You Will Not Regret The Trip

{(Tech Note:
I have brought this posting to the front of the blog, republishing it here, instead of earlier in the stack where it was. It's original posting date, which was accurate, was spring 2017. Speaking technically, I did that by changing its posting date to Now when I am cutting and pasting this note to you. My apologies for any confusion.)}

"Foreword to Documents For The Reader” by Deborah Jarvis.
(This is a foreword to a story book written by Riley.)

A real kind of writer does exist, one who transcends the word slavery of the student and the easy slide of writing for pleasure. One who is in the passionate embrace of their muse, in it fully, one for whom that lovemaking calls forth an issue that is joy for the writer and the reader too. This writer seldom spells their meaning out, instead allowing the reader space to contemplate meanings.

For a collection of works like this it's hard to write an introduction, hard to capture such an immortal mind on a page of mortal words. I thought it would be simple when Stone approached me for an introduction to this volume. I thought: This should be simple, seeing that I've known him for years. I've read his works, had him read my future and fortune multiple times. It should be easy. Then after reading the book I took up writing several times but could not get a grasp on how to do it.

Like for a beginning student burdened by words, the words had to be dragged onto the page and sense had to be beaten into them. They would not flow. I thought, I'm a writer. What's wrong with me? I finally gave up for a long while. But then finally my muse woke me with a kick on a cool Saturday morning at five a.m. At long last I could write.

All writers depend on their muses to some extent. For some the muse is omnipresent. Stone has been on excellent terms with his muse for a long time, and it shows. Stone’s visual art is lovely but abstract – I am no lover of abstract art – yet his pictures speak to me in the same way his poetry does. Neither form speaks directly, both certainly are often unclear, but meaning does come clear if you look and look again.

There are no simple verses in this thin volume, not in the visual art or poems or stories. Of course Stone's tale of meeting the love of his life comes to mind.*** Perhaps this is a simple theme, and familiar, but here is actually a celebration of the union of souls long destined for each other. This becomes, in fact, the kind of love we all dream to have but never dare to speak beyond a whisper, for fear some god with beetled brow will show disfavor and deny us.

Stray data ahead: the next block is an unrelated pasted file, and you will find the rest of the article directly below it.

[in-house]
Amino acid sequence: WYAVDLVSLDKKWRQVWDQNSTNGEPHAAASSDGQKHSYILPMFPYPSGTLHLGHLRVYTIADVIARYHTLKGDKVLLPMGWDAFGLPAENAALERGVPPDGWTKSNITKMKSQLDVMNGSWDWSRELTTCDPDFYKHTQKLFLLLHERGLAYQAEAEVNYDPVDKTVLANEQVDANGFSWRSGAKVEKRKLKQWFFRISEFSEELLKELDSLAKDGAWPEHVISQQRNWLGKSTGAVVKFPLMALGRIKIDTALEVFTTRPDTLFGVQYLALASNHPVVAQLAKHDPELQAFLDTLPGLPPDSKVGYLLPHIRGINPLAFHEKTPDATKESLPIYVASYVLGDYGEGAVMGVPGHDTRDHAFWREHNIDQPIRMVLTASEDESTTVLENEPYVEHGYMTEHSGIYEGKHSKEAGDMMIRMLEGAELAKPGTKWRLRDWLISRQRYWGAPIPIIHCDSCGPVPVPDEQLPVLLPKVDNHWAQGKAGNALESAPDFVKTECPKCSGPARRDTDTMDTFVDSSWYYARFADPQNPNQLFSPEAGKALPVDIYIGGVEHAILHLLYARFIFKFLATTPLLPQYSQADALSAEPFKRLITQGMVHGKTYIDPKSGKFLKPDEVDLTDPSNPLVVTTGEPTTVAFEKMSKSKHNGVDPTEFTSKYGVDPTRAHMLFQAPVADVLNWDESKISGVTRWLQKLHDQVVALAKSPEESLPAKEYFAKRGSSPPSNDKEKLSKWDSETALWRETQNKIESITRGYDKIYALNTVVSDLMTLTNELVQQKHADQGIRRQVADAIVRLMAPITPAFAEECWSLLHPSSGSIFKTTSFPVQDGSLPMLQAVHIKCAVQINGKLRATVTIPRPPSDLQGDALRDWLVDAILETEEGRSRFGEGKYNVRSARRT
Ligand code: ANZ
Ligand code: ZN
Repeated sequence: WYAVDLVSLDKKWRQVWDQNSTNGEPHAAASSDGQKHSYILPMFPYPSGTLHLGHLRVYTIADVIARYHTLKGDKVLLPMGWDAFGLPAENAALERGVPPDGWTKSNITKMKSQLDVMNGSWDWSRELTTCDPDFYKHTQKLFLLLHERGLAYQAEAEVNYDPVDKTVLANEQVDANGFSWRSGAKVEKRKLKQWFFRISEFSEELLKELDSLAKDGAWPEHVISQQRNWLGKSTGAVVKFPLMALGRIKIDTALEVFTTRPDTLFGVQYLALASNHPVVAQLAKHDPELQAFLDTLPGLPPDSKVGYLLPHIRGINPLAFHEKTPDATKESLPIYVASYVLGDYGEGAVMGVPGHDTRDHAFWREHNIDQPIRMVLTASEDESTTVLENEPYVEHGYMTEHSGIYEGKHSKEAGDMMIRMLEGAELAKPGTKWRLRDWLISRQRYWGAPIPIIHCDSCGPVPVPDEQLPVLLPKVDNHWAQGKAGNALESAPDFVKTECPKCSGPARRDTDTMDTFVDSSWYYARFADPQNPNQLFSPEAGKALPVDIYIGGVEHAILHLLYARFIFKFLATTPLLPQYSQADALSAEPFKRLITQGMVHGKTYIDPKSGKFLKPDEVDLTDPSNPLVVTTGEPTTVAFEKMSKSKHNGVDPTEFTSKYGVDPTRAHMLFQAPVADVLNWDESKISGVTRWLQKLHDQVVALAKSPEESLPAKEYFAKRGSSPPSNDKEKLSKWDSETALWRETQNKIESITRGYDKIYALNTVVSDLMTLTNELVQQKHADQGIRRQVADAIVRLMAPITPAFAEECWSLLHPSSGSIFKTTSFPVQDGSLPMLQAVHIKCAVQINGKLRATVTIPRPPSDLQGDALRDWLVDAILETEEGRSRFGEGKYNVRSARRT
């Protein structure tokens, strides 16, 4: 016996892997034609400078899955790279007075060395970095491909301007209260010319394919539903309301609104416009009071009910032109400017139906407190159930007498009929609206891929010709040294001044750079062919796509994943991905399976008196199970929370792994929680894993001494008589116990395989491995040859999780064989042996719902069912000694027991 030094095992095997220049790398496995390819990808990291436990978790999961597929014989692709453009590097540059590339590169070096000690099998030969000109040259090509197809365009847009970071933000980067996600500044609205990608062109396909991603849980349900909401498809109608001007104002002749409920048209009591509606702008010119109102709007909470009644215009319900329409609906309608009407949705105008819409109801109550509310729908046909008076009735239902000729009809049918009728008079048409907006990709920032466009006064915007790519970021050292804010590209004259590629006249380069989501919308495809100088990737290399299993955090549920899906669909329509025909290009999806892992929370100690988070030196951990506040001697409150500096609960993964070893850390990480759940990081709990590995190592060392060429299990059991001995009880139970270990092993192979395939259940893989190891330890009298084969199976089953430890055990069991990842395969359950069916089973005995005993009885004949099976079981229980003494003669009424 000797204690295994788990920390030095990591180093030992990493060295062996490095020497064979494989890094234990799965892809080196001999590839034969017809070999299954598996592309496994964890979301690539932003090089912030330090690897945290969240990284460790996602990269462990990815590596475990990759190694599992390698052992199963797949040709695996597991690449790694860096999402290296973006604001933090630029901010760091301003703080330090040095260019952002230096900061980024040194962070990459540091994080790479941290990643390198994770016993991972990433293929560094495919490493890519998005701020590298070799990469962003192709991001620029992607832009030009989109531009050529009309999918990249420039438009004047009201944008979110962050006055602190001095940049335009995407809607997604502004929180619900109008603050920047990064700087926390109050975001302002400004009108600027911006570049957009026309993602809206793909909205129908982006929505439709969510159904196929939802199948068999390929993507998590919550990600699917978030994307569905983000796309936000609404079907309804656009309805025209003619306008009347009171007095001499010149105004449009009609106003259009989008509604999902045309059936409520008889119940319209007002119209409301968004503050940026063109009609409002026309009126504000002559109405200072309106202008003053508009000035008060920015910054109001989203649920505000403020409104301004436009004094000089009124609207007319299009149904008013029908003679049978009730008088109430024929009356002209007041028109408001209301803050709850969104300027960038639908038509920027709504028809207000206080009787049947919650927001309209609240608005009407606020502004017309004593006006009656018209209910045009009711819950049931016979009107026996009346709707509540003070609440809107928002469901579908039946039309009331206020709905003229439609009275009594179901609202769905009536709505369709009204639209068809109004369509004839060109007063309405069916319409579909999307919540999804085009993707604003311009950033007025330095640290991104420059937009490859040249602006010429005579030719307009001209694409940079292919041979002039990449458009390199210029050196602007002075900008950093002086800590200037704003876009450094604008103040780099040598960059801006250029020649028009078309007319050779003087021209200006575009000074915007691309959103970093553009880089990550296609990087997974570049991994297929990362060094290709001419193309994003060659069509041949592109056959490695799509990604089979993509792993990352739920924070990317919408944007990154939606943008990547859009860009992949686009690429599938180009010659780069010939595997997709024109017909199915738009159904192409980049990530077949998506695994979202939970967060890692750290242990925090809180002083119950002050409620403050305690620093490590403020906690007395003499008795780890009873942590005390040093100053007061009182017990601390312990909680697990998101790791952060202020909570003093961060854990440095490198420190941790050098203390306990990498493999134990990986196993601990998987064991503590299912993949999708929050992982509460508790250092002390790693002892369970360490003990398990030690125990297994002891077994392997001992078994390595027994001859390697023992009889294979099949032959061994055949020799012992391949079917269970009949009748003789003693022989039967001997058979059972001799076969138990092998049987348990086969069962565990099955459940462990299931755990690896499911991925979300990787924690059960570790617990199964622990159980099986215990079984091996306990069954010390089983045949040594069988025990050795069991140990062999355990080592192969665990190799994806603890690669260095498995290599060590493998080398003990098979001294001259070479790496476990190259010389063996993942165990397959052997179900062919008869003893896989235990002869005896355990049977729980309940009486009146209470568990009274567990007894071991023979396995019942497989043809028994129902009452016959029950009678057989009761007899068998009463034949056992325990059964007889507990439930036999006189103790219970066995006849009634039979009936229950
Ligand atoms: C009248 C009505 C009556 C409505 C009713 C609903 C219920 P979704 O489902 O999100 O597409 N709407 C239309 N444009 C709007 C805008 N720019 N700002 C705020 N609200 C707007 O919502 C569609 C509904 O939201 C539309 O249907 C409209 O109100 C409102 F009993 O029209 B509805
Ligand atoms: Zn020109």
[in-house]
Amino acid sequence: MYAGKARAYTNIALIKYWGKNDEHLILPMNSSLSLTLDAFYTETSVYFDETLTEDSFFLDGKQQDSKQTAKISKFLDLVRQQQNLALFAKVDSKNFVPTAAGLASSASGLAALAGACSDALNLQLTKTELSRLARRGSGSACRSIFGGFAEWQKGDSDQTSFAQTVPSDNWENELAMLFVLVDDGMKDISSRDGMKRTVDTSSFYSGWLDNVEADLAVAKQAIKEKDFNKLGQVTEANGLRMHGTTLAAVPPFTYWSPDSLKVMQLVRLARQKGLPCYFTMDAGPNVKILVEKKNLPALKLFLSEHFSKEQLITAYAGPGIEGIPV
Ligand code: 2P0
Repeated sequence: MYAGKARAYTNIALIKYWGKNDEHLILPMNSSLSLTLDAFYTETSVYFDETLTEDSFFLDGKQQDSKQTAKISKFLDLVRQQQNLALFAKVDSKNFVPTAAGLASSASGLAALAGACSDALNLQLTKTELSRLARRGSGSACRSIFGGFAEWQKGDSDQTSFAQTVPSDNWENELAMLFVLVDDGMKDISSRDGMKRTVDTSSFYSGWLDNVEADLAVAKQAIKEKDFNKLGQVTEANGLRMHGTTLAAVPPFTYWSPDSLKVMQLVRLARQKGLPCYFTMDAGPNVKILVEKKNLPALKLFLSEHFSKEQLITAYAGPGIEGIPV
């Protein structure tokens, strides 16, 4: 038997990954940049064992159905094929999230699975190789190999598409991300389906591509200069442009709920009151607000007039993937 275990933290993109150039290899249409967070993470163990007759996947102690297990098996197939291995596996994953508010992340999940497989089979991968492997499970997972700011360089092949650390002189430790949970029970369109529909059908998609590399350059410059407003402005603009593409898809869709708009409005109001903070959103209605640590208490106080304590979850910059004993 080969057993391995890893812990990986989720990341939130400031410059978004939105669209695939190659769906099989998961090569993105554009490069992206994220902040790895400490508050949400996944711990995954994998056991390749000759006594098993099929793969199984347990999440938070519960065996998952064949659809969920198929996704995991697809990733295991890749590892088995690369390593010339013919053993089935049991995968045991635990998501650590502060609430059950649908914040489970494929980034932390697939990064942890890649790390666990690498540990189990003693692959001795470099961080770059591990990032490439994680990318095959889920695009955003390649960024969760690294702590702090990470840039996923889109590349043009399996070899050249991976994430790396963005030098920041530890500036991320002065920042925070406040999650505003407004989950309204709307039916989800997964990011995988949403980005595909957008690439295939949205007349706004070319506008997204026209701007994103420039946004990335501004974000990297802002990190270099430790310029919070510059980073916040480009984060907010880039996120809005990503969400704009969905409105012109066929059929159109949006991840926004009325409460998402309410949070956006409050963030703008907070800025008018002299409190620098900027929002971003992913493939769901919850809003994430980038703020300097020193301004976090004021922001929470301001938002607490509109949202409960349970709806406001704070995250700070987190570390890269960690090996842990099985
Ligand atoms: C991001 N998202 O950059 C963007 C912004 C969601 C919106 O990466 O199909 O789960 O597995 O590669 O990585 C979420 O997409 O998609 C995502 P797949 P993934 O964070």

So open this book as the transcendent item that it is, dear reader. Walk through its pages then return here that much wiser, that much richer and, in all ways, more wholly and more truly you. You will not regret the trip. Along the way you will have witnessed at least some portion of what the muses can teach us in this modern age of reason and machines. You will have seen proof that underneath it all, and through it all, a sense of wonder is still moving.

*** Footnote: That paragraph is talking about a memoir love poem “The Fig Tree” which I put in both the slim “Documents For The Reader” and then the big “Tales Of Men And Women”. In my subsequent “Army Stories” book the memoir love poem's title appears as “Beauty”.
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Published on February 08, 2019 08:00
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Stone Riley's Shoebox

Stone Riley
A poet writing essays. Why the title? You know you keep a large size shoe box with all those creative ideas and suchlike stuff scribbled on the back of electric bill envelopes?
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